The championship has been over for a few months but this weekend, the party for Red Bull and Sebastian Vettel will begin. A fifth place finish is all Vettel needs to wrap up the title and that’s assuming nearest rival Fernando Alonso wins the race. If the Spaniard is second, Vettel will need just eighth place to secure the crown. If Alonso is third or lower, Vettel wins the title. The omens for the German are good: he has never been beaten in India, he has led all 120 racing laps at the Buddh International Circuit and has claimed both pole positions. This season, he has failed to secure the required fifth place just once, and that was when his gearbox failed at Silverstone. Red Bull only needs a handful of points to secure their fourth Constructors’ championship.
For the first time there will be no Indian representative on the grid courtesy of Narain Karthikeyan’s departure from the sport at the end of 2012. Indian fans will be able to cheer on Sahara Force India, but the ‘home’ team are actually based a stone’s throw away from Silverstone. This will be the last Indian Grand Prix for 18 months; the circuit will not be a part of the 2014 calendar and while it has a provisional date of April 2015, it remains to be seen whether Formula 1 will visit India again, primarily due to tax issues.
Formula 1 first discussed an Indian Grand Prix before the turn of the millennium and several plans to host races in the early part of the previous decade collapsed. Finally, in 2007 plans were announced for a circuit to be built in Greater Noida and the facility opened just a couple of weeks before the inaugural race in October 2011.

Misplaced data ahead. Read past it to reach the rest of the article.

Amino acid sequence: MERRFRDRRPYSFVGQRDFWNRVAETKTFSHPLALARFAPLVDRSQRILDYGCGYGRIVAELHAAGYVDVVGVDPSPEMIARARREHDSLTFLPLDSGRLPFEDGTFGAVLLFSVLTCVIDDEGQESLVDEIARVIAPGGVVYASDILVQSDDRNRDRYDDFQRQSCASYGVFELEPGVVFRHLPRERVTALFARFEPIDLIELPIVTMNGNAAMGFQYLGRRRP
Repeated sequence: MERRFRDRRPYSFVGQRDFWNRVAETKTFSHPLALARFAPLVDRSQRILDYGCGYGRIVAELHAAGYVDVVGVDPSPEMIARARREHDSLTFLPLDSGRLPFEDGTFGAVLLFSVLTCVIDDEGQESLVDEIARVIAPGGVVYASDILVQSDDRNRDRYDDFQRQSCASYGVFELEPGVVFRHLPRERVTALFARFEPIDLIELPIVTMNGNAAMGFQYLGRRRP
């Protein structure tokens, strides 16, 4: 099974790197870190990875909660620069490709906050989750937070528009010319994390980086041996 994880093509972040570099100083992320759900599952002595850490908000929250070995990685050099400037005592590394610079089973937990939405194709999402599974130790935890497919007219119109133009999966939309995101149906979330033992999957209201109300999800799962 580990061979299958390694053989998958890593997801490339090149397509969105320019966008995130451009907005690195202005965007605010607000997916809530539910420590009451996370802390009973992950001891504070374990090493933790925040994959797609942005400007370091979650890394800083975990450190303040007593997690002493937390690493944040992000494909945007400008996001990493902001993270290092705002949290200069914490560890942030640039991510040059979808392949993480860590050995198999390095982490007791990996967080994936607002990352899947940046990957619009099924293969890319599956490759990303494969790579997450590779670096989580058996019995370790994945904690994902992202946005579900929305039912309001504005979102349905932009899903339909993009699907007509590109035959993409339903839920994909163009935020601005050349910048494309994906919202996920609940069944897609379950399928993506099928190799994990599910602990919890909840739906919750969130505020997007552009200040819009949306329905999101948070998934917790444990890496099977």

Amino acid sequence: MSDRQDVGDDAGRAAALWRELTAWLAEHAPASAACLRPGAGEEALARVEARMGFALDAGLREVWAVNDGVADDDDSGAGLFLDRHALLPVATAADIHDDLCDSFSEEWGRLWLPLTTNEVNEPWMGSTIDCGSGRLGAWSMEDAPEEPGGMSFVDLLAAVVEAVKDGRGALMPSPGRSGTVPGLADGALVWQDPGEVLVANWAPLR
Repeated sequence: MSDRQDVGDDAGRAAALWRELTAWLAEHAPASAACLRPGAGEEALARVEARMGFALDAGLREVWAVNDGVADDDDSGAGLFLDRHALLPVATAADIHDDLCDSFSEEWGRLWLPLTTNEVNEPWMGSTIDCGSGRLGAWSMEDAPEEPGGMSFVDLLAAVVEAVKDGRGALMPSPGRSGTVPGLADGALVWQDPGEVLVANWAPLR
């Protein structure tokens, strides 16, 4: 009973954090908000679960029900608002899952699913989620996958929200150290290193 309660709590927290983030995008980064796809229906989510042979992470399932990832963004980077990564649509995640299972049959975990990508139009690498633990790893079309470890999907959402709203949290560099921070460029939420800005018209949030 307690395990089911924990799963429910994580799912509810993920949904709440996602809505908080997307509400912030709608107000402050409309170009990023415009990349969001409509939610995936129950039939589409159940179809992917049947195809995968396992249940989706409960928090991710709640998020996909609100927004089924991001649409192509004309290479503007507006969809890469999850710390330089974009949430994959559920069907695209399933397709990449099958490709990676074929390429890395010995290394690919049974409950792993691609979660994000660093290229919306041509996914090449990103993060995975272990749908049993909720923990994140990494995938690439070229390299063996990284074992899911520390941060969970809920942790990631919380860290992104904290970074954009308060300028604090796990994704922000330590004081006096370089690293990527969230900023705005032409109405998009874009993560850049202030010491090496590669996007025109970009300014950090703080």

Reigning world champion Vettel has dominated at the Buddh International Circuit for the past two years, with the first race memorably only for actor Rowan Atkinson’s reaction to the umpteenth collision between Lewis Hamilton and Felipe Massa. The Brazilian was also the only driver to break his suspension on the large ‘sausage’ kerbs in qualifying and promptly repeated his error in the race. A stray dog found its way onto the circuit on Friday, suspending practice while the canine was cleared.
Last year’s race featured a spectacular opening lap battle between Fernando Alonso and the two McLarens, but the race settled down up front soon after. There were several scrappy collisions in the midfield, with a number of drivers sustaining punctures and damaged front wings as a result.
The 5.14km Hermann Tilke designed complex is the epitome of modern Formula 1 circuits. The Buddh International Circuit features two distinct sections, with the first half containing long straights and the second a mixture of medium to high speed corners. The circuit rises 14 metres between turns one and three, before the drivers embark on a one kilometre jaunt down to turn four. The circuit widens on the approach to the tight corner in order to boost overtaking opportunities. The long apex Turn 10 is a challenge both for drivers and tyres, although the significant run-off means that there’s plenty of margin should the racers overstep the limit.
There will be two DRS zones; one on the pit straight and one on the long back straight, with separate detection points.
“The layout has a great rhythm and I love the fast turns and high speeds,” says Mercedes’s Lewis Hamilton.
“It’s pretty technical too, which is quite unusual for a fast circuit,” adds compatriot Jenson Button. “But the flow from one corner to the next means that positioning the car is quite critical if you don’t want to fall out of the rhythm and lose time. Track positioning is also important because several areas of the circuit are extremely wide, and narrow down from corner-entry to exit.”
Pirelli has adopted a different approach to the Indian Grand Prix by bringing the soft and medium tyres. The previous two races in India have featured the soft and hard tyres and the Italian company hopes that this will lead to a two stop strategy being adopted rather than a one stopper, as was used in 2012.
Le Mans legend Tom Kristensen will be the driver steward this weekend.
Friday 23rd October (All times GMT*)
- Practice 1: 04.30-06.00
- Practice 2: 08.30-10.00
Saturday 24th October
- Practice 3: 05.30-06.30
- Qualifying: 08.30
Sunday 13 October
- Race: 09.30
*Clocks go back by one hour in Europe early on Sunday morning